Wednesday, 28 December 2016

Honesty isn't just avoiding lies

Just a few days ago, Dafydd Elis Thomas said that the deal between Plaid and UKIP to vote for Leanne Wood to become First Minister triggered his departure from Plaid.  At the time of that vote, Plaid denied that there had been any such deal, and even last week – in direct response to what Dafydd said – a Plaid spokesperson claimed that “Leanne Wood has made no approach to UKIP at any stage…”.  Then, yesterday, we had the story in the Western Mail based on an interview with Adam Price in which Adam stated very clearly that he had approached UKIP to ask for their support, which was forthcoming.
‘Truth’ in politics can be an elusive beast, and it is, just about, possible to argue that no-one has told any lies here.  There’s nothing directly inconsistent between the statement that Leanne Wood made no approach and the admission that Adam Price did; and if one defines a ‘deal’ as being something of a reciprocal nature, then if UKIP and the Tories were offered nothing in return for their votes, it’s possible to argue that there was no deal done.
However…  There’s more to honesty than merely avoiding telling lies, and to date, Plaid have striven to give the impression that the decisions by UKIP and the Tories to support Plaid’s nominee in that vote were taken independently and were not the result of any request for support from Plaid.  That impression has now been revealed to be at some distance from the truth.
Does it matter?  Well yes, it does matter to some of us at least if a party which claims honesty and transparency as virtues is revealed to be behaving in a fashion which is at odds with that claim; and it matters if that party then wants us to trust it on other issues.  It’s arguable, though, that this is just froth, and there’s a deeper issue here.
It is a fact of life that, in a legislative body where one party or group holds half the seats and the other half are split between three parties or groups, effective scrutiny will be improved if those opposition parties are willing to talk to each other from time to time, and – yes, even agree on tactics on occasions.  That doesn’t mean adopting common policy positions on what should be done, but it doesn’t preclude united opposition on things which all of them oppose.  It’s a negative approach to a government programme, but on an exceptional basis, there’s nothing wrong with the opposition uniting in that way.
The real problem that this highlights for me is that all of those concerned understand this reality but all are determined, for presentational reasons, to deny it, not least because all of them have, at different times, played the silly game of “he voted with her”.  And they play that game because they believe that we will swallow it.  So in a sense, it’s all the fault of the voters…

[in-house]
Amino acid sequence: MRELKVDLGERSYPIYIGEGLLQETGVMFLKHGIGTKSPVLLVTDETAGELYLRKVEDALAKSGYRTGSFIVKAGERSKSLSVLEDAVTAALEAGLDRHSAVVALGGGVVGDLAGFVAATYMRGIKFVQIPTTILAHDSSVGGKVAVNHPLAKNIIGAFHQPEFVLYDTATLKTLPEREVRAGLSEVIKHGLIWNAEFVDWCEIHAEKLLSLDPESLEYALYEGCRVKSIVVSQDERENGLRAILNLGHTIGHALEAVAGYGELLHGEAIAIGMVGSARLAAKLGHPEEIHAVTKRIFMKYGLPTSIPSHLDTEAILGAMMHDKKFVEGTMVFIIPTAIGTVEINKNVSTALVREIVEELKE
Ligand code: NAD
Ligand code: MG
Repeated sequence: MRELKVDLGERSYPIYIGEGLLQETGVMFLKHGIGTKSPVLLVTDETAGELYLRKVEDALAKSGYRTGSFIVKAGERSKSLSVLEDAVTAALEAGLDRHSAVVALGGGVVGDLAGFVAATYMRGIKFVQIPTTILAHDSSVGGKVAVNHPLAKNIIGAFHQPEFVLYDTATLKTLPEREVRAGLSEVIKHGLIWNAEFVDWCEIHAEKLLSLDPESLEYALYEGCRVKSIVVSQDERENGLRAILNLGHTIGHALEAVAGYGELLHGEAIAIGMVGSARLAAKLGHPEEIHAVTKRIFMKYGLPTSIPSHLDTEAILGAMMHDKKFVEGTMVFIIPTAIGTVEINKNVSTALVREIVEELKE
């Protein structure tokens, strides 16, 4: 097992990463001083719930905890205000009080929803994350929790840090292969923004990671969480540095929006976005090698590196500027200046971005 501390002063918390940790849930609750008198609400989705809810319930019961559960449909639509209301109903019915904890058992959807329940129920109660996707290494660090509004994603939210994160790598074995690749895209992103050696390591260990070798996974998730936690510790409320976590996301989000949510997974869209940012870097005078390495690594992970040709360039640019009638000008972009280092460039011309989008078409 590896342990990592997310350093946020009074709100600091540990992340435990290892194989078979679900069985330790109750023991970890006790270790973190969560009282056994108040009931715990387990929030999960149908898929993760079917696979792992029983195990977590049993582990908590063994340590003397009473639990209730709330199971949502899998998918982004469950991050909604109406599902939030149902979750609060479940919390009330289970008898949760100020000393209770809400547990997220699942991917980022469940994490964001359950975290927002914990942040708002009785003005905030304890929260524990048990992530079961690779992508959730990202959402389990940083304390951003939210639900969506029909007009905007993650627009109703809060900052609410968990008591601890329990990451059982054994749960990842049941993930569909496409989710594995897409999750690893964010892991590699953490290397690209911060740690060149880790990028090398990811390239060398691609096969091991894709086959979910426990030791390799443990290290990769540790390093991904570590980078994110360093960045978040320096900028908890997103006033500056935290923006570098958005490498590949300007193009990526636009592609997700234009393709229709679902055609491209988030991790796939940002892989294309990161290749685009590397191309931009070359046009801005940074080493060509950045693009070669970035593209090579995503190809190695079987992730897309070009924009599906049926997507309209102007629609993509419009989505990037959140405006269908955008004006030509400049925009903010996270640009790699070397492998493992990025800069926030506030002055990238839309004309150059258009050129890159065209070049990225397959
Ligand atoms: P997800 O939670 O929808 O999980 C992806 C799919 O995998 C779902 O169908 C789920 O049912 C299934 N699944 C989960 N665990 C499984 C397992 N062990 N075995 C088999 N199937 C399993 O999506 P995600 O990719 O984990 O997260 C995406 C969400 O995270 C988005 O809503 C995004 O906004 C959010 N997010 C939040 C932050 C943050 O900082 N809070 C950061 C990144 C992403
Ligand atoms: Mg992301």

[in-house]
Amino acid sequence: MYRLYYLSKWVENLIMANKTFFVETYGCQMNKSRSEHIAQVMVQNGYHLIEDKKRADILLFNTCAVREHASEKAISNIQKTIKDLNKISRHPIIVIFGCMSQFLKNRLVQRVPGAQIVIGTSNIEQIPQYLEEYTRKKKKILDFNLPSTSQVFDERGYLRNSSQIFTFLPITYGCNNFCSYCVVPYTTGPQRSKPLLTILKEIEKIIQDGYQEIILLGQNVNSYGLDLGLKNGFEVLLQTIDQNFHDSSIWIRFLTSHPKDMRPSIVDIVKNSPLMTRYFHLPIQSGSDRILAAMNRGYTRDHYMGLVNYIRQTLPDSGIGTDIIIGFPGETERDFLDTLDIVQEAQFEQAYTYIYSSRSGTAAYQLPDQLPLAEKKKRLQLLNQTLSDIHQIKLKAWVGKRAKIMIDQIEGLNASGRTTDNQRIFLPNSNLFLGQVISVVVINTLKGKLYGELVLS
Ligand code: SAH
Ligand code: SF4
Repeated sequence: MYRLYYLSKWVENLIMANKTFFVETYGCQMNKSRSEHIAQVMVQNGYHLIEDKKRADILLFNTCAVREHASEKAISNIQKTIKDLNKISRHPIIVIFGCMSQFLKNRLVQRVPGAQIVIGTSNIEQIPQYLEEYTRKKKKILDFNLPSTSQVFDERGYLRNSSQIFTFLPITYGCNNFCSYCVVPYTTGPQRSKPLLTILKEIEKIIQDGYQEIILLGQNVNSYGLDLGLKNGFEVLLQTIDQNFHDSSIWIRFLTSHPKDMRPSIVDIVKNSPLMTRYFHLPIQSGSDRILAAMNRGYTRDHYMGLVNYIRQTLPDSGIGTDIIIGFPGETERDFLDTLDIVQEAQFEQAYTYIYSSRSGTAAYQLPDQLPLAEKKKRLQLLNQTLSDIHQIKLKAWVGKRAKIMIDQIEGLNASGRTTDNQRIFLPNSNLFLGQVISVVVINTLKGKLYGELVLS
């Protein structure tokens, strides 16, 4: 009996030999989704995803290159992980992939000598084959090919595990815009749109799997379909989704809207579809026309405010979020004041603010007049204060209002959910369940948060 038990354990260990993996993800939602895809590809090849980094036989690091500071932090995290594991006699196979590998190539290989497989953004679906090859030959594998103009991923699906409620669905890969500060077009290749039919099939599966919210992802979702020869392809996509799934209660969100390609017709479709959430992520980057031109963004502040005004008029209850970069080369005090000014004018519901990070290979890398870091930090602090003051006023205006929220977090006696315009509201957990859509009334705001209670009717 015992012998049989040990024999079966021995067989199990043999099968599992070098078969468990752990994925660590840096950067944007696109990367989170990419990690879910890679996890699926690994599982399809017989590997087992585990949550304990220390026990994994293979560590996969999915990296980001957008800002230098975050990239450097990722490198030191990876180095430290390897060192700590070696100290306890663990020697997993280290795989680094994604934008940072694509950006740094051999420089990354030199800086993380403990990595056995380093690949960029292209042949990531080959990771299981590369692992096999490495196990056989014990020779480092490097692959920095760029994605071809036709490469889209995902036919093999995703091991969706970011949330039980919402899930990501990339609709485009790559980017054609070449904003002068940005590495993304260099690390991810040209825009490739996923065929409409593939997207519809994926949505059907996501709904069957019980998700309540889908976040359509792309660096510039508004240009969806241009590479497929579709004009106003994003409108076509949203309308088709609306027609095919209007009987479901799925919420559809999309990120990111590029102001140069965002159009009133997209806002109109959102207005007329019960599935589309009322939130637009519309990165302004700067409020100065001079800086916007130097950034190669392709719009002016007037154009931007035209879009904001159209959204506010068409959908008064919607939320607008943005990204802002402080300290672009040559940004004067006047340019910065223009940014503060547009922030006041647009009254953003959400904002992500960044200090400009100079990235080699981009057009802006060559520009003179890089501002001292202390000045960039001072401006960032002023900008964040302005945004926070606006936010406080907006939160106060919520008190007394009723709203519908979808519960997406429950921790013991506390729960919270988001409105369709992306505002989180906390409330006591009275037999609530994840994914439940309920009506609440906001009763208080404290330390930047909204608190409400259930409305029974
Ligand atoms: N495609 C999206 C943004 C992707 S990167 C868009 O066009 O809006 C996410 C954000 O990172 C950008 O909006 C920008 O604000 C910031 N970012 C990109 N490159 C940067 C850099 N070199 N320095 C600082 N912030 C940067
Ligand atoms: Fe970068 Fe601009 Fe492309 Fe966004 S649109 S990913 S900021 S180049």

Anonymous said...

Adam Price and Leanne Wood have proved they’re as cynical, opportunist and untrustworthy as every other welsh politician, its hardly news and Dafydd El slapped down Leanne over her trying to exclude UKIP from welsh politics before May’s elections which looks hypocritical, however these revelations play into the doubts and concerns many had and still have about the Leanne/Adam leadership axis of Plaid Cymru from the start.

They’re socialists first and nationalists second and it shows because there’s too much short term focus on elections, policies and the goings on in the Welsh Assembly and not enough medium to long term campaigning or planning for Welsh independence.

But having said all that that how many voters will remember this in the local elections in May, few I’d imagine and Plaid Cymru were never going to do that well anyway.

John Dixon said...

"They’re socialists first and nationalists second and it shows because there’s too much short term focus on elections, policies and the goings on in the Welsh Assembly and not enough medium to long term campaigning or planning for Welsh independence."

I don't quite follow your logic there. I agree with the bit about there being too much "focus on elections, ... and the goings on in the Welsh Assembly", (not sure what 'policies' was doing in there, though) but don't see how that shows that anyone is a socialist first and a nationalist second. Building socialism, like gaining independence, is a long term project, and focussing on the short term stuff is a sign that neither is being given much attention, not that one is being given primacy over the other.

Pete said...

I do wish that those who speak for Plaid Cymru would speak plainly. Some people would have been upset to know that other parties were approached to support Leanne but that is politics. It may be devious but hardly dishonest to let the Labour Party know the mandate to govern is not an automatic right in Wales. To be deceptive about such an approach can only bring grief when it comes to light.
That brings me to Dafydd El. I was a supporter of his many years ago although I began to worry when he spent his first pay check as an MP on a garish red velvet suit from Harrod's. I now find, after reading the report in the Daily Post, that he was nominated for Presiding Officer by Neil Hamilton. For him then to say that a deal with UKIP caused his resignation from Plaid, after he accepted the nomination and support of UKIP's leader is hypocrisy at it's highest.
Pan gyll y call, fe gyll ymhell.